Concord school, students take a stand against bullying
It was surprising, they all said, that so many of them had been affected by a bully.
Nearly 100 of the 647 students at Concord Middle School said that at one point or another they had been afraid to come to school this year.
Over two and a half days last month, the students, faculty, and staff at the school, under the banner of “CMS Stands Together,’’ engaged in a student-led, largely homegrown curriculum about bullying.
The first surprise was an anonymous survey answered by the sixth- through eighth-graders that revealed bullies and their victims permeated the school. Many students admitted to being a bully as well as a victim.
The other surprise was how many students had signed up to help lead the program. Earlier this fall, English teacher Sarah Oelkers and guidance counselor Kim Cyr asked the eighth-grade classes for volunteers to plan a program that would take up the short week leading to Thanksgiving.
“Fifty-seven of us crammed into one classroom,’’ said eighth-grader Claire Schnadig.
“In midwinter last year, we decided to throw the curriculum out the window and involve the whole community, rather than just disperse antibullying lessons piecemeal,’’ said Lynn Beattie, the school’s principal.
They had Olympic athletes, coaches, a teen singing sensation, and a Boston rapper all appear on stage. They made a video in which students, either anonymously or on camera, told of their bad experiences. They made posters to hang on the walls. They wrote on inflated balloons what action they could take in the future and sent them aloft.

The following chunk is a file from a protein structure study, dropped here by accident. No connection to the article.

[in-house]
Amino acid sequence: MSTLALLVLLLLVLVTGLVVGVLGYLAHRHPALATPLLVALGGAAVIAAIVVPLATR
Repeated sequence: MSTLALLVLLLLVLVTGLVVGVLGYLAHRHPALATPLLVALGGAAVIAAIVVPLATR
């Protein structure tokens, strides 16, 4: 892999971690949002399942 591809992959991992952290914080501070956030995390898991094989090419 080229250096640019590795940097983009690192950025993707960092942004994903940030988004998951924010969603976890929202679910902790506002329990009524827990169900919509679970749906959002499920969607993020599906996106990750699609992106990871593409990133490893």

Classes were devoted to discussing such issues as what makes a leader; what makes a bully; what can the individual do; what steps a bystander should take.
Frank Novak, a former college and professional football coach who is now a motivational speaker, held a question-and-answer session with eighth-graders.
“We had great participation, particularly from boys,’’ said Beattie.
For two days, the students were divided into groups of 25 with two teachers.
“It was the same team the whole time, which allowed them to be open and honest,’’ said Oelkers.
Singer Hayley Reardon, a 15-year-old singer from Marblehead, performed her antibullying anthem “Stand Together.’’ Students also heard from Boston rapper Mojo B, formerly Brent Shuttleworth, who attended Concord public schools. He described how he had been bullied at Concord Middle School and how it affected him.
“I think the antibullying initiative is incredibly important for several reasons,’’ said the rapper. “It deepens and develops the relationship between the students by supporting the idea of an ‘upstander,’ someone who is able discourage bullying by standing up for others being bullied. And it allows students to see what other students experience, and places an emphasis on both understanding similarities and respecting differences.’’
Oelkers said the balloon ceremony brought tears to her eyes. Each student wrote “something they could do to be kind’’ on a balloon, read it, and let it go.
“In my 18 years as a teacher, this is the single most powerful teaching and learning experience I’ve been involved with,’’ said Oelkers.
Liz Welburn, Concord Middle School’s assistant principal, said the faculty gave the students the terminology, the language to deal with bullies.
Eighth-graders said the role of the bystander is key.
“The bystanders are the most important part because they can step in and stop the bully where the target can’t,’’ said eighth-grader Bryce Bjork.
In addition to Oelkers, other teachers who spearheaded the initiative were Kim Cyr, Kari Kibler, Dan Murphy, and Maria McDermott.
Over lunch, a group of eighth-graders shared their thoughts about the experience.
“It’s gone so well, better than I thought,’’ said Chris Sykes. “It’s the small things that add up. It may not seem like bullying but it is. A lot of us have been victims.’’
“This has allowed kids to take charge,’’ said Bjork.
Charlotte Wallis said lessons from the program will last all year.
“I thought two days could be depressing or cheesy,’’ said Margaret Gill. “But I like our approach.’’
“It’s not all about the victim,’’ said Sykes. “You have to look at the bully too. That person needs help. Sometimes the bully needs more help than the victim.’’
Ryan Hebert summed it up simply: “It worked.’’
Betsy Levinson can be reached at email@example.com.